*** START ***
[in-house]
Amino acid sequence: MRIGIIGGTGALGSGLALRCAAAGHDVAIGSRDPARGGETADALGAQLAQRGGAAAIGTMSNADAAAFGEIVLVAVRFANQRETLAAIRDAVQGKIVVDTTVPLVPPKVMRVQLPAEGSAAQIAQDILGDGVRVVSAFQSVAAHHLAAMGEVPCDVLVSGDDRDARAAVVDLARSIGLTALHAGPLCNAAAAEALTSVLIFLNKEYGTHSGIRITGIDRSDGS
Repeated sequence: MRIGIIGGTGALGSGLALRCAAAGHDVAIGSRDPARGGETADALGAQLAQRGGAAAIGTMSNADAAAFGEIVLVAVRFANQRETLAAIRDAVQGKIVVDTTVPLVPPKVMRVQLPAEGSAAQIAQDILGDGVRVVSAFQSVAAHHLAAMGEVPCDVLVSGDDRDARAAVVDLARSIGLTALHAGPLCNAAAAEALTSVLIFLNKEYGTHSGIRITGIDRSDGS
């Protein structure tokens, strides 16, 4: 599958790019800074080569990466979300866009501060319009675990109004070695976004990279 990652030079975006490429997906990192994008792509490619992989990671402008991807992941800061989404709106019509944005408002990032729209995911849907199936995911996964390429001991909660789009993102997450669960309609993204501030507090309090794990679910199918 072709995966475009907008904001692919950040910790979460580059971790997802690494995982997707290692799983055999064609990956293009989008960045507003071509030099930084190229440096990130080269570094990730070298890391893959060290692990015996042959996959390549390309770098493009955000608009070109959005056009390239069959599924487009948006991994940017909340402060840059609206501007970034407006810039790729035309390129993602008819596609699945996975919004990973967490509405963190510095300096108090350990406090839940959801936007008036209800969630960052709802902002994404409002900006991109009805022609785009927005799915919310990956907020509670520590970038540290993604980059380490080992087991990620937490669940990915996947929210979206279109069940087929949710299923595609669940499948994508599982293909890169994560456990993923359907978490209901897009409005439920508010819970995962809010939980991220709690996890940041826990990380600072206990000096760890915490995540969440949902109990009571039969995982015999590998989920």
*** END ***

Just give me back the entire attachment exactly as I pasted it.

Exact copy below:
[in-house]
Amino acid sequence: MRIGIIGGTGALGSGLALRCAAAGHDVAIGSRDPARGGETADALGAQLAQRGGAAAIGTMSNADAAAFGEIVLVAVRFANQRETLAAIRDAVQGKIVVDTTVPLVPPKVMRVQLPAEGSAAQIAQDILGDGVRVVSAFQSVAAHHLAAMGEVPCDVLVSGDDRDARAAVVDLARSIGLTALHAGPLCNAAAAEALTSVLIFLNKEYGTHSGIRITGIDRSDGS
Repeated sequence: MRIGIIGGTGALGSGLALRCAAAGHDVAIGSRDPARGGETADALGAQLAQRGGAAAIGTMSNADAAAFGEIVLVAVRFANQRETLAAIRDAVQGKIVVDTTVPLVPPKVMRVQLPAEGSAAQIAQDILGDGVRVVSAFQSVAAHHLAAMGEVPCDVLVSGDDRDARAAVVDLARSIGLTALHAGPLCNAAAAEALTSVLIFLNKEYGTHSGIRITGIDRSDGS
């Protein structure tokens, strides 16, 4: 599958790019800074080569990466979300866009501060319009675990109004070695976004990279 990652030079975006490429997906990192994008792509490619992989990671402008991807992941800061989404709106019509944005408002990032729209995911849907199936995911996964390429001991909660789009993102997450669960309609993204501030507090309090794990679910199918 072709995966475009907008904001692919950040910790979460580059971790997802690494995982997707290692799983055999064609990956293009989008960045507003071509030099930084190229440096990130080269570094990730070298890391893959060290692990015996042959996959390549390309770098493009955000608009070109959005056009390239069959599924487009948006991994940017909340402060840059609206501007970034407006810039790729035309390129993602008819596609699945996975919004990973967490509405963190510095300096108090350990406090839940959801936007008036209800969630960052709802902002994404409002900006991109009805022609785009927005799915919310990956907020509670520590970038540290993604980059380490080992087991990620937490669940990915996947929210979206279109069940087929949710299923595609669940499948994508599982293909890169994560456990993923359907978490209901897009409005439920508010819970995962809010939980991220709690996890940041826990990380600072206990000096760890915490995540969440949902109990009571039969995982015999590998989920």